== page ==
Chemists generally have a multi-disciplinary area. They work in multiple areas of molecules which can be used anywhere, either in agriculture or medicines. So, we thought that this molecule if it enhances starch production and that too in what would lead to the food security in India. So, we were interested in this. We thought we will produce more starch.

“Our paper in Nature got peer revived by eight referees. It took almost one year as the paper was sent back for revision and finally they got convince that we had done something novel. Few said it was workable in only Arabidopsis Thaliana but might not be workable in wheat.”

BV_icon-150x150What has been the response to the findings by the critics? How has the scientific community reacted?

Because the research is quite new and novel not only in India and globally, people were not very convinced in the beginning. Our paper in Nature got peer revived by eight referees. It took almost one year as the paper was sent back for revision and finally they got convince that we had done something novel. Few said it was workable in only Arabidopsis Thaliana but might not be workable in wheat. I am thankful to those referees who gave us constructive suggestions that helped us improve our research and outcomes.

BV_icon-150x150So, what is the next step forward for this technology?

 Myself in India and my collaborators in UK have been talking to many agro-chemical companies for wider applications such as mass production of the wheat. We are in touch with few agro chemical companies in India. Also, most important thing is that we have already filed the patent.

BV_icon-150x150Are you targeting the use of technology in India or abroad?

Being Indian, my first preference, of course, is India. However, my collaborators are from UK and there is a need in other developing nations as well.

BV_icon-150x150At what scale has been the experiment been tried? So, you are confident of its success in field?

We did it at the field scale but not the mass scale. As an academician, we develop and validate. Now, it is for industry to take it up.

Laboratory research generally uses controlled conditions. However, we have used it in uncontrolled conditions as well. But sometimes, there are variations while testing at mass scale. The soil aspect on how the plant will perform in various types, as you are asking, needs to be looked at.

BV_icon-150x150Should Indian government agencies collaborate with you to benefit masses?

Surely there is a way as we have developed a simple method without involving chemical toxins. Generally, the reagents are used to do that are hazardous. But in this case, there is no such thing. To benefit masses, we need to produce our molecule at the large scale and the field testing would be massive. For that we need funding. It may come from agro-companies as we have initiated talks with them. Once the product is ready, it will automatically go to masses. Also, we are also exploring opportunities to convey our discovery to the government funding agencies as to understand how they could collaborate with us.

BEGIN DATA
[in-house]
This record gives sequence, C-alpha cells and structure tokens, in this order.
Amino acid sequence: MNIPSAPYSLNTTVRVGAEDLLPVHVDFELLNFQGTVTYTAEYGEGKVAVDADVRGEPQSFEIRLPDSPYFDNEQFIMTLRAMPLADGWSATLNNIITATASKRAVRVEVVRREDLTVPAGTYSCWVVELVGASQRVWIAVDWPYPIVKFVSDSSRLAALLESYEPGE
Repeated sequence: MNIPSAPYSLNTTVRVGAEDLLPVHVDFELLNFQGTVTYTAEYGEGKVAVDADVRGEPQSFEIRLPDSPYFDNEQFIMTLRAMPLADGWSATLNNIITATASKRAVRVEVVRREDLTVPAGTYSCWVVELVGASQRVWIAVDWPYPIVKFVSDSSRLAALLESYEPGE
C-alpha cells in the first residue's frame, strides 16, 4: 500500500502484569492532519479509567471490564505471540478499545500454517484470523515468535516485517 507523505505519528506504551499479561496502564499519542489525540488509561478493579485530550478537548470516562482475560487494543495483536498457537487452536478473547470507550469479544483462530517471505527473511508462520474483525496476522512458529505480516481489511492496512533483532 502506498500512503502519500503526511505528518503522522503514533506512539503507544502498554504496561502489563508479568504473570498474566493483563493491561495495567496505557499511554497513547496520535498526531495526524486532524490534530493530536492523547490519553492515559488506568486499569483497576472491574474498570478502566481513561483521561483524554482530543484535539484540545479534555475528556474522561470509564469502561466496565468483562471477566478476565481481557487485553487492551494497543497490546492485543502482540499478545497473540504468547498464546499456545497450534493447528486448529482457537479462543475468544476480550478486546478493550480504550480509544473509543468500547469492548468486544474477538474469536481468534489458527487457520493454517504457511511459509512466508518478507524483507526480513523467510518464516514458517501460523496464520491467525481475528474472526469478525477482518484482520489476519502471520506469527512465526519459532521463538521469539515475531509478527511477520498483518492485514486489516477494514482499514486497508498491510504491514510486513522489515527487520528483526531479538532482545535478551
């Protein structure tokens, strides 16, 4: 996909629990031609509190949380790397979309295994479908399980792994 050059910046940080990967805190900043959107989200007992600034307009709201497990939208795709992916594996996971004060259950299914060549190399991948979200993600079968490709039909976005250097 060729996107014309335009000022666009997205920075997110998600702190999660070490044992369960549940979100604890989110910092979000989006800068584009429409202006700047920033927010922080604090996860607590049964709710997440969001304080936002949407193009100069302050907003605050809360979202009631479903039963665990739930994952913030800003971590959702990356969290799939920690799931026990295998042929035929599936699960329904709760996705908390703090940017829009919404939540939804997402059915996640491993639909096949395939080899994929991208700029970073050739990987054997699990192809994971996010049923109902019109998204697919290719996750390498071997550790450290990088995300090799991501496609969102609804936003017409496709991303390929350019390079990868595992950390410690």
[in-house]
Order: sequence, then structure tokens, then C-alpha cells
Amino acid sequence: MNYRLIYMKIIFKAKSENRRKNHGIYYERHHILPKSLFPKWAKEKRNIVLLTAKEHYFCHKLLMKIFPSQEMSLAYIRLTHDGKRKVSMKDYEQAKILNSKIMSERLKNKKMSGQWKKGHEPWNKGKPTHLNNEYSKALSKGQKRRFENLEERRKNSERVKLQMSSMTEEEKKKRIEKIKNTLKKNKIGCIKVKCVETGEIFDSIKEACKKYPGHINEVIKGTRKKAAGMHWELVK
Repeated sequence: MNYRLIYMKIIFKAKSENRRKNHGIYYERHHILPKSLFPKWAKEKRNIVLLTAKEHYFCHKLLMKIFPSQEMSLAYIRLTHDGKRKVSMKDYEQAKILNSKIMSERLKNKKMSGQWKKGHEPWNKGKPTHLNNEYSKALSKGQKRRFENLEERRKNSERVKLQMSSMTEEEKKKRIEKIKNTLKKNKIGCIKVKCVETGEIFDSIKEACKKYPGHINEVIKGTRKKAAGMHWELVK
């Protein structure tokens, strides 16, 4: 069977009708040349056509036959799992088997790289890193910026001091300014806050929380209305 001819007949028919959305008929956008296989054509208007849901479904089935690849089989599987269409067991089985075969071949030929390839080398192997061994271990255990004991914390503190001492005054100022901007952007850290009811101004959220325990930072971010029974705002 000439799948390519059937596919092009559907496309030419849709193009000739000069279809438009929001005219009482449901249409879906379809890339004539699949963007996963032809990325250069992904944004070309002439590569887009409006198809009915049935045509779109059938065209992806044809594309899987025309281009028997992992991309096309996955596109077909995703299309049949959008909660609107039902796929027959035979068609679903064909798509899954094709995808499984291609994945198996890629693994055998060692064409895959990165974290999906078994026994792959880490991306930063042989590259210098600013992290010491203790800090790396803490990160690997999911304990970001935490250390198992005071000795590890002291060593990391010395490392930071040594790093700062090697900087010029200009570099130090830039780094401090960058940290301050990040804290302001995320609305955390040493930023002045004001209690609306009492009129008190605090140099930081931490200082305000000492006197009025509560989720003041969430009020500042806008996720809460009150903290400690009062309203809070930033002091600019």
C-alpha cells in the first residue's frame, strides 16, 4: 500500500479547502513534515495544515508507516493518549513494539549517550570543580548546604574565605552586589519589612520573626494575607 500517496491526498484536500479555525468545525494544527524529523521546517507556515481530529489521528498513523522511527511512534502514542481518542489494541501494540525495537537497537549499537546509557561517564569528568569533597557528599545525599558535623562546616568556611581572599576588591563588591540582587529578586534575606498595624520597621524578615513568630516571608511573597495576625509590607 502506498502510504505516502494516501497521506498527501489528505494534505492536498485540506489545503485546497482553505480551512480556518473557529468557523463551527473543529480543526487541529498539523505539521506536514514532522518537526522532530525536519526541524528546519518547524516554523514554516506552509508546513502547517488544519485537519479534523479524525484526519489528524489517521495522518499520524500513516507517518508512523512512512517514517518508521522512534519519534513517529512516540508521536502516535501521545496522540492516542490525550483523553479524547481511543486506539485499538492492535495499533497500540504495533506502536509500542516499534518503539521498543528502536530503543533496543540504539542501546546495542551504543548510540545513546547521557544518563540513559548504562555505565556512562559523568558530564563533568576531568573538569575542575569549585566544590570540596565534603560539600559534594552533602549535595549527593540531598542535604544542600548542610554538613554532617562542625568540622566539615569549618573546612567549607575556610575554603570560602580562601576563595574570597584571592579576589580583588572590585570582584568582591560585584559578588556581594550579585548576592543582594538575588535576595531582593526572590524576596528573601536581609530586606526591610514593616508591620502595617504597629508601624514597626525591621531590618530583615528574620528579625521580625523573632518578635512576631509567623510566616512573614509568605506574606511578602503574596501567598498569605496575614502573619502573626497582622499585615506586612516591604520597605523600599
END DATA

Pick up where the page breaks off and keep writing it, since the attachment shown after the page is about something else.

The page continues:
BV_icon-150x150Can we become a nation of exporters from the current importer of wheat?

India has bought more than five million tons of wheat since mid-2016, already its biggest annual purchase in a decade, after it began an import campaign to meet a supply shortfall left by two years of lower production.

By using these molecules, there is straight forward increase by 50 percent.

Given that wheat is one of India’s most important and staple food crops, this process brings the possibility of enabling food security, addressing the threat of climate change and in the process, enable the country’s vision of an evergreen revolution.

BV_icon-150x150You call your method as the ever-green revolution? Is the second green revolution possible?

When the first green revolution happened, we had a different population. As compared to that, we have a different scenario now.  And while the demand increases, the supply isn’t getting bigger. Hence, the gap is becoming broader. We are trying to fill it by our process. We are calling it evergreen revolution.

BV_icon-150x150Can this process replace the need for GM crops entirely? What are your views on GM crops?

In the case of GM crops, we don’t know about the long-term impact. That is why people are concerned. Comparatively this method that has been tested on wheat and we must try on rice and maize. Is more superior on them. There is no environmental or health concerns.

In case of GM crops, we are increasing the size of grain, that not only includes starch but the protein as well. In GM crops, protein content gets drastically changed. And protein is a very useful molecule as well as notorious too.

While in GM, we cut the codon that are thought to be unimportant. Then protein synthesis happens after insertion. After deletion, the protein produced may not be safe due to the.

BV_icon-150x150Are all GM crops bad? As a matter of fact, in the Bangladesh, nobody died after eating GM?

I feel in case of edible crops, they are going to affect human health. Bt cotton was ok only in the non-edible form. Even the oil produced from it can’t be called safe. These GM crops don’t show impact in 2-3 years. Sometimes they may slow effect after 25 years. Other concerns are related to environment as the cross pollination with other varieties of the same plant are a big issue here. There will be only a single race eventually and that goes against nature.

BV_icon-150x150But modifications happen in nature too?

The one you are talking about is slow. It is the natural selection based on many factors. It is not controlled. But GM is just the opposite as it is sudden and done using tools.